emilyobyrne said...

I don't commute in a skirt, as I worry that the 12 mile round trip to work will wear out my lovely frocks. And I wouldn't get to wear my favourite but fragile silk dress or my too tight to ride in wiggle dress to work.

Instead, I choose some very nice Endura baggies or even more dashing cord pedal pushers, teamed with striped knee socks and a smart wool jersey. A silk scarf at the neck keeps the chill out and I think adds a touch of elegance. I'm aiming more for Edwardian cycling dandy than urban lycra lout. And I never ever wear anything in fluoro yellow. Or that ghastly lurid pink that lady cyclists seem to go for.

If I do need to cycle in a frock, however, my favourite outfit is a merino wool jumper dress teamed with leggings or wool tights. It's a loose fitting tunic dress and never rides up to show anything it shouldn't. Smart and practical both on and off the bike.

Jeneveve said...

I must admit I wear 'cycling attire' for my commutes as it just a bit too far to want to sit in the sweaty, grubby clothes I've ridden in all day. But I'll happily cycle in a skirt at the weekend, although I tend to go for short, flippy ones with leggings or shorts underneath and be merrily blase about whether I'm flashing anyone!

Jemma said...

I think it also depends how far you commute! I cycle 10 miles a day and it's not too far that I get sweaty, especially during the winter when it's chilly!

commuterjohn said...

Very informative article, but I think I would get arrested if I tried it!

Anonymous said...

You can wear a long flowing skirt (or dress) - you just need to bring a clip or a hairband and tie it to a length that avoids it getting into the wheels. Or tuck in the waistline. I do this all the time. (-:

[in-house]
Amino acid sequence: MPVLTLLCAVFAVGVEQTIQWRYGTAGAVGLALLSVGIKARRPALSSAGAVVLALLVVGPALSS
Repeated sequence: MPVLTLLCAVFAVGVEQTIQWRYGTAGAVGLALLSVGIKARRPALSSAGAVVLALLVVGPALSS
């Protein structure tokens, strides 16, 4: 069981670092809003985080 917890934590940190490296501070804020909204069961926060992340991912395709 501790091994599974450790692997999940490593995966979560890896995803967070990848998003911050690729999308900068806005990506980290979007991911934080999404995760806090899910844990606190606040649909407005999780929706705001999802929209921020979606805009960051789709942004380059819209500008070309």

I wouldn't wear any of the skirts in the pics above (too short for me - except maybe the red one), but I do wear skirts and dress on my bike all the time!

Barton said...

That is nice and all, and the models look lovely, but it is all predicated on having a step through, or "ladies bike," which I do not own. And, I will also stick to my much maligned lycra shorts/tights for my commute, as it is 25 miles and I do it at a sweat producing rate.

alualuna said...

@Barton - my bike doesn't have a step through frame. :-)

But I can understanding using shorts for a commute of that length.

alualuna said...

*understand (sorry, I hate typos)

Anonymous said...

Great tips!

I agree with not doing the lycra stuff, & going with what you like to wear. However, still find myself shopping for normal clothing, that I find more comfortable to cycle in.
I often cycle in skirts & I find that the slightly A Line cut is great, with tights or leggings, you ready to roll
This is one of my winter favourites:
I can't cope with the body con type skirts as after a few miles, they often end up looking more like a wide, ruffled belt
Skorts seem like a good option but I'm yet to try them.


gafas de sol carrera said...

Eso es bonito y todo, y los modelos muy guapa!

Campfire said...

I don't commute at all, don't wear a skirt on a bike, unless I ride my Gitane, vintage sports bike.

Many years ago I used to cycle to work in a skirt, on a road bike (with top tube) as that was the only bike I had. I used to secure anything other than a straightish skirt to the top tube by a clothes peg. I did used to get some comments and looks but didn't care, I was only in my late teens/early 20s then.

As I was only going a couple of miles into the town centre, that was fine. I don't think I would have gone much further in a skirt, rather the normal cycling legwear, can't remember what that was, it was too long ago.

Nowadays, if I'm cycling to the shops, I'd wear Ron HIlls and if out for a longish ride, either Ron Hills or Lycra leggings, I don't wear cycle shorts other than underneath. I'm not of the school of thought that ladies getting on a bit look nice in cycle shorts, unless they are straight up and down in shape.

Slim young things - well they just look nice in most things.

jobot said...

Great article!

I practically live in surfer-girl dresses (Animal, White Stuff, etc) these are great for cycling, smart enough for the office and different to what everyone else is wearing!